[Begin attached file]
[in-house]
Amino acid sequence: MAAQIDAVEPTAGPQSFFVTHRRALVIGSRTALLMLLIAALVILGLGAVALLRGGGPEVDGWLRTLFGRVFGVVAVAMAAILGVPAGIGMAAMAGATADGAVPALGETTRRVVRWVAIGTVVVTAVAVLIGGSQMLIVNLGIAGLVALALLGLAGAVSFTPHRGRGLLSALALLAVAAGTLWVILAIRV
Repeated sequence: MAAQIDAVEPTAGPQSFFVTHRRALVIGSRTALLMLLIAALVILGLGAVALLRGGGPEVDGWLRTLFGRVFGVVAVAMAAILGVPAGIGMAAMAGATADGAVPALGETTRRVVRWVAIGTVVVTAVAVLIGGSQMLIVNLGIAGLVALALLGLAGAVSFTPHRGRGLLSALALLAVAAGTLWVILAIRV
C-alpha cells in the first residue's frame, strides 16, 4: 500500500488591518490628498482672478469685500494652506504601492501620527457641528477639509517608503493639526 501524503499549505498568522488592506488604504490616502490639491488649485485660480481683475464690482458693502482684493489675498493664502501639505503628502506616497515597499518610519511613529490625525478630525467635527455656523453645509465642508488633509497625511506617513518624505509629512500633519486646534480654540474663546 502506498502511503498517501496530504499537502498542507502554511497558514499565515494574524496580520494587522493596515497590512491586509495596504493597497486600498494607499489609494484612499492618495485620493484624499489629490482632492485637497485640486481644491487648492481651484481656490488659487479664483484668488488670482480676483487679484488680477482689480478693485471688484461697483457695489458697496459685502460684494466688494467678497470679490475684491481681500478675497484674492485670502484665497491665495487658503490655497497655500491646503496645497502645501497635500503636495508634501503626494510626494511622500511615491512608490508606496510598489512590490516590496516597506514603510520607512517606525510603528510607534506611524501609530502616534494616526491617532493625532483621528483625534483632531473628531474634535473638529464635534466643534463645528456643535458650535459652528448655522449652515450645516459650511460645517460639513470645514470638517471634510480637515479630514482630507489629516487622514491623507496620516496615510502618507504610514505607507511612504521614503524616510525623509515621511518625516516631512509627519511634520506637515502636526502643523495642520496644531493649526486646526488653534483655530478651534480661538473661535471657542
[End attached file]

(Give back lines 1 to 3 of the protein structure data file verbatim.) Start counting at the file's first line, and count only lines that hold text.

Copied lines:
[in-house]
Amino acid sequence: MAAQIDAVEPTAGPQSFFVTHRRALVIGSRTALLMLLIAALVILGLGAVALLRGGGPEVDGWLRTLFGRVFGVVAVAMAAILGVPAGIGMAAMAGATADGAVPALGETTRRVVRWVAIGTVVVTAVAVLIGGSQMLIVNLGIAGLVALALLGLAGAVSFTPHRGRGLLSALALLAVAAGTLWVILAIRV
Repeated sequence: MAAQIDAVEPTAGPQSFFVTHRRALVIGSRTALLMLLIAALVILGLGAVALLRGGGPEVDGWLRTLFGRVFGVVAVAMAAILGVPAGIGMAAMAGATADGAVPALGETTRRVVRWVAIGTVVVTAVAVLIGGSQMLIVNLGIAGLVALALLGLAGAVSFTPHRGRGLLSALALLAVAAGTLWVILAIRV